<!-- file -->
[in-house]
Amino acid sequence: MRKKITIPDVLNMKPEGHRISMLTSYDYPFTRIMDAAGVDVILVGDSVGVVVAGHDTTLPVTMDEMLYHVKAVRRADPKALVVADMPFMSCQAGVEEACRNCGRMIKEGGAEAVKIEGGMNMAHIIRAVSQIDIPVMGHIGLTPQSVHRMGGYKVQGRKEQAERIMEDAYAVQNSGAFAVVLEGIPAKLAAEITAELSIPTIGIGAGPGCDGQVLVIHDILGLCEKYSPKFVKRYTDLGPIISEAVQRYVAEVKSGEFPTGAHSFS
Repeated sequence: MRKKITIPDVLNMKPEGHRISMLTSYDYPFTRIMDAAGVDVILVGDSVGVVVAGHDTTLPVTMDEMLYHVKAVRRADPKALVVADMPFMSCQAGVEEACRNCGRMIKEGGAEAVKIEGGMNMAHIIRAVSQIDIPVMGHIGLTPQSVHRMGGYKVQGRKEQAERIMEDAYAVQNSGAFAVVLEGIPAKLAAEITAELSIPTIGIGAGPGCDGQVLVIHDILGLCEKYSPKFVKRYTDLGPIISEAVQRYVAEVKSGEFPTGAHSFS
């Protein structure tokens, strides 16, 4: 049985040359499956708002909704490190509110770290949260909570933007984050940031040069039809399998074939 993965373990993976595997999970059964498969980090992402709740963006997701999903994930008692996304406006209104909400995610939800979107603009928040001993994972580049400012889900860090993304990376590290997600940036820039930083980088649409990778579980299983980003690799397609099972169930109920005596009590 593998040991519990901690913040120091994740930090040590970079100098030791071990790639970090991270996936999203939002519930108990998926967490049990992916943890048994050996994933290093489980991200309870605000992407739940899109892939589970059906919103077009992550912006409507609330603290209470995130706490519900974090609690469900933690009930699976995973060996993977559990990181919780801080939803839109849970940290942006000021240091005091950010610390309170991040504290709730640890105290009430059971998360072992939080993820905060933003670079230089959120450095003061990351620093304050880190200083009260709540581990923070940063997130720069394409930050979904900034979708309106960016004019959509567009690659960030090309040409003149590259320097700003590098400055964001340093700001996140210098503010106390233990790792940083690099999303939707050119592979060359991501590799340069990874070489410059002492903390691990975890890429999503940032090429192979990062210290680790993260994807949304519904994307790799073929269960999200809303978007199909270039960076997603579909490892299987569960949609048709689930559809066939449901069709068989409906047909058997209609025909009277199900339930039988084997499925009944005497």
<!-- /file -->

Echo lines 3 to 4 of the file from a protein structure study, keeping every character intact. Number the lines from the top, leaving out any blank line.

Repeated sequence: MRKKITIPDVLNMKPEGHRISMLTSYDYPFTRIMDAAGVDVILVGDSVGVVVAGHDTTLPVTMDEMLYHVKAVRRADPKALVVADMPFMSCQAGVEEACRNCGRMIKEGGAEAVKIEGGMNMAHIIRAVSQIDIPVMGHIGLTPQSVHRMGGYKVQGRKEQAERIMEDAYAVQNSGAFAVVLEGIPAKLAAEITAELSIPTIGIGAGPGCDGQVLVIHDILGLCEKYSPKFVKRYTDLGPIISEAVQRYVAEVKSGEFPTGAHSFS
């Protein structure tokens, strides 16, 4: 049985040359499956708002909704490190509110770290949260909570933007984050940031040069039809399998074939 993965373990993976595997999970059964498969980090992402709740963006997701999903994930008692996304406006209104909400995610939800979107603009928040001993994972580049400012889900860090993304990376590290997600940036820039930083980088649409990778579980299983980003690799397609099972169930109920005596009590 593998040991519990901690913040120091994740930090040590970079100098030791071990790639970090991270996936999203939002519930108990998926967490049990992916943890048994050996994933290093489980991200309870605000992407739940899109892939589970059906919103077009992550912006409507609330603290209470995130706490519900974090609690469900933690009930699976995973060996993977559990990181919780801080939803839109849970940290942006000021240091005091950010610390309170991040504290709730640890105290009430059971998360072992939080993820905060933003670079230089959120450095003061990351620093304050880190200083009260709540581990923070940063997130720069394409930050979904900034979708309106960016004019959509567009690659960030090309040409003149590259320097700003590098400055964001340093700001996140210098503010106390233990790792940083690099999303939707050119592979060359991501590799340069990874070489410059002492903390691990975890890429999503940032090429192979990062210290680790993260994807949304519904994307790799073929269960999200809303978007199909270039960076997603579909490892299987569960949609048709689930559809066939449901069709068989409906047909058997209609025909009277199900339930039988084997499925009944005497």